LONGMONT — When former St. Vrain Valley School District Superintendent Roger Driver and director of finance Joanne Harbert returned in November to help the district sort through its finances, they knew the job wouldn’t be easy.
Trying to figure out how the district got itself into a $13.8 million deficit — which was revealed in November — was a huge task in itself, one that continues to develop. More importantly, figuring out how much money the district currently has to work with for the 2002-03 school year proved just as challenging.
Challenging, in part, because three loan payments they weren’t anticipating came due in February.
At a March 26 school board work session, Driver and Harbert announced the district will need to pay an unexpected $575,000 in loans for energy-savings and telephone equipment.
Now, that number has increased to about $661,000 because of another unknown $86,000 lease for a copy machine.
In 1998, the district entered into an energy-performance contract with Long & Associates, an Englewood company that works to cut energy costs at buildings.
According to Rex Hartman, director of operations and maintenance, the district paid the company about $5 million to replace lightbulbs at district buildings with more energy-efficient bulbs, change ballasts and add equipment to heating and air-conditioning units to make them more efficient. To pay for this service, the district got a loan from a local bank and agreed to pay it back over 10 years.
According to Ralph Bozella, director of energy education and maintenance, the district spent $1,654,785 from July 2001 through March 2002 on utility costs. From July 2002 through March 2003 the district spent $1,508,994, a savings of about $146,000 directly related to the 1998 renovations. The leftover money should have gone to pay the existing loan, he said.
District officials could not immediately say how much money the district is saving now over 1998.
However, the 2002-03 budget did not account for the loan the district had to pay back. Also, district officials do not know if this loan was taken into account for the 2001-02 budget.
“I guess (Ken Kirkland and Walker Nielsen) kind of forgot to include these payments,” Harbert said Thursday.
Kirkland held the post of assistant superintendent of business services, and Nielsen is the former director of finance. Both left their posts after the district revealed the $13.8 million deficit.
Harbert and Driver discovered the mismanagement when the $473,000 in loan payments came due.
Bills for a color-copier purchased in spring 2002 and lease-purchase agreements for telephone equipment were discovered in the same way.
“In one way or another, Kirkland and Nielsen adjusted the budgets to not include those leases,” Harbert said.
“I am frustrated,” Driver said on Thursday. “You think you have things in hand, you expect some changes, but not all of it.”
With the possibility of a war with Iraq and the dwindling economy, Driver and Harbert also announced on March 26 that the district could see a $600,000 shortfall in vehicle-registration taxes for the current budget year.
When people buy new cars, a portion of the money they spend to register their vehicle goes to the school district. The district is expecting to receive $600,000 less during this school year than it was anticipating from these taxes.
At the March 26 work session, Driver said he did not believe this fund was mismanaged. Instead, he said, the economy and a lack of people buying new cars is the probable cause.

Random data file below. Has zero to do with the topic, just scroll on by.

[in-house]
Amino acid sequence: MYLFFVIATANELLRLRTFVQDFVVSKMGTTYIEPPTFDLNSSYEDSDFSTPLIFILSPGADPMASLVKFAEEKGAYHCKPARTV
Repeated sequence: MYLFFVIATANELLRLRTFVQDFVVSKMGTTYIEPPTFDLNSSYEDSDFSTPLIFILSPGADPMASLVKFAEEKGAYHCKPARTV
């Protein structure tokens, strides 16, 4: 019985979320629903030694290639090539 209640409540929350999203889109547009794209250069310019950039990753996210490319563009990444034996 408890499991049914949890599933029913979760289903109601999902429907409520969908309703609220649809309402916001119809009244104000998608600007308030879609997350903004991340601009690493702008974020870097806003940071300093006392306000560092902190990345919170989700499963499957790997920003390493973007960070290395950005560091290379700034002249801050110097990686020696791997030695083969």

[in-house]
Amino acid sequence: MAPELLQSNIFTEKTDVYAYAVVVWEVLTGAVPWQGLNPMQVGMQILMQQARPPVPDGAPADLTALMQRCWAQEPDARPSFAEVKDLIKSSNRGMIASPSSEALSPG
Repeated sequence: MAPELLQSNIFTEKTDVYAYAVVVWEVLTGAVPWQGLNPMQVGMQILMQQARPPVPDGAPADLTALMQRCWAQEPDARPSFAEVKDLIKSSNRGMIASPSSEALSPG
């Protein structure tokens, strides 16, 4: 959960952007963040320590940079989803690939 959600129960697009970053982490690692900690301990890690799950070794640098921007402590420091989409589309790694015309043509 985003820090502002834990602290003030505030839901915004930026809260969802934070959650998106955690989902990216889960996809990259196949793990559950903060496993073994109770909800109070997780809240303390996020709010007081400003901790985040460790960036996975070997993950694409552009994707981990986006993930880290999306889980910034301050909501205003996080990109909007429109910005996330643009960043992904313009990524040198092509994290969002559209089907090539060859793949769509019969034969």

As Driver and Harbert continues to work this weekend on the projected 2003-04 school year budget, they are anticipating the district will receive another $900,000 less in these taxes, which it was anticipating.
Gasoline costs also have caused some worry.
“Last year at this time, the district was paying 54 to 55 cents per gallon,” said Rick Ring, custodial and transportation director. “This year, we are paying about $1.04 per gallon.”
The increase in fuel costs is related to the current conflict with Iraq, district officials said.
About every 10 days, the district gets a bill for how much it costs to fill school buses and other district vehicles, Ring said. The district operates vehicles that together hold about 10,000 gallons in fuel.
The 2002-03 budget included the 55 cents-per-gallon number, not the $1.04, Ring said.
Because of this, the district is anticipating spending another $110,000 this year that wasn’t expected when the 2002-03 budget was being prepared a year ago. Harbert and Driver will have to account for the increase in fuel costs as they project the 2003-04 budget.
With all this in mind, the district was able to pay about $5.9 million back to the state on April 16, Harbert said.
In December, the district signed an agreement with state Treasurer Mike Coffman in order to secure $9.8 million in much-needed loans, bringing the total state debt to about $27 million. To comply with the plan, the district must pay about $20 million back to the state by June 30.
To stay on track, Harbert estimated in January, the district needed to pay $5.6 million back in April. The district was able to pay back $300,000 more than it was expecting. “Which is good news,” Harbert said Thursday.
After the $5.9 million April payment, the district now owes $14.1 million to the state by June 30.
At the end of February, the district had an operating deficit of about $318,000.
Harbert is currently working on March’ figures to present to the school board prior to Wednesday’s regular board meeting.
On Thursday, she said she is hoping to see a positive balance for March.
“I’m keeping my fingers crossed,” she said.
As for how the district will deal with the $1.37 million hit it has taken this year in surprise expenses and reduced income, that is still to be decided.
Kendra Fish can be reached at 303-776-2244, Ext. 211, or by e-mail at email@example.com